As the off-season has rolled along, one name keeps popping into the ears of those following the team -- Marshall McFadden. McFadden, an NFL sophomore, has made huge strides from his rookie season. He returned to rookie orientation for mental preparation, and has appeared strong and able during practices in shorts. He is considered able to play both the Mack and Buck interior responsibilities, which will make his roster spot even more valuable.

Spence may believe he will be able to play in 2013, but he will not be playing anytime in the immediate future. If McFadden is a leading candidate to make the team behind Foote and Timmons, and Sylvester is moving outside; the team must feel extremely confident in either free-agent signing Brian Rolle, or sixth-round draft pick Vince Williams. Williams makes the most sense, as he fits the more traditional physical Buck template, allowing McFadden to be a Mack, which he might be better suited to athletically.

If the team feels confident Williams and McFadden will be their primary reserves, then moving Sylvester outside seems to be a last chance to earn a job; although he's not the only outside linebacker who could find himself on the outside looking in, in the end.

Awaiting Sylvester outside are entrenched veterans LaMarr Woodley and Jason Worilds. First-round draft choice Jarvis Jones will make the team, although the preseason will determine where he fits in the depth chart. If the team enters the regular season with nine linebackers, as usually is the case, there would be only two spots remaining open for competition behind those mentioned already. Sylvester will be competing for one of those two vacancies against Chris Carter and Adrian Robinson.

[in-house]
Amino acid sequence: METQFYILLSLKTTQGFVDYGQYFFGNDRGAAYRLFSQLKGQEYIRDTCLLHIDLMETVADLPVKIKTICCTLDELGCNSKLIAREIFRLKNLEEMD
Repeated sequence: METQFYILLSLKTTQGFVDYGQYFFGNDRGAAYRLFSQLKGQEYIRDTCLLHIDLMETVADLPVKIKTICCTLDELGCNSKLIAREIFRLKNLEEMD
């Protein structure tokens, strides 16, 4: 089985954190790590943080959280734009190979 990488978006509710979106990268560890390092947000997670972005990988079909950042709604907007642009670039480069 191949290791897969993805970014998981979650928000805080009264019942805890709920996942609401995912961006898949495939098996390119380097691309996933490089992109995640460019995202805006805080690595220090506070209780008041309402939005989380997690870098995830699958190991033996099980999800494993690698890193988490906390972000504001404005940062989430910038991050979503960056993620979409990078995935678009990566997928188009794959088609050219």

The oft-injured Carter opened the 2012 season as the right outside starter, however he soon faded to the bench as Worilds and Harrison both returned. Carter ended the season on injured reserve. He has yet to live up to his potential, and could be on thin ice having already tested Pittsburgh's patience.

Robinson developed a bit of a cult following last preseason, eventually earning himself a roster spot (which he maintained all season), although he spent most his rookie year riding the pine. The coaching staff has been patiently waiting to see how far he has progressed in his second year after signing with the team as an undrafted rookie free agent in 2012. The biggest advantage Robinson will hold over Carter and Sylvester will be the fact he is still primarily an unknown with high potential. The team already knows what it has in Carter and Sylvester, and neither have been able to earn promotion outside of injuries to teammates.

Robinson may end up winning the fourth outside linebacker roster spot, but Sylvester still stands a strong chance of unseating Carter. Sylvester would provide depth both inside and out, not to mention special teams, which has been his specialty during his short career in Pittsburgh. At least Sylvester has been noticeably impressive at something, which is more than can be said for Carter, so far.

All linebackers now stand ready and healthy, patiently waiting for camp to begin, but the roster spots will go to those who stand out and above the rest.

Upholding the standard is kind of a big deal in Steeler Country.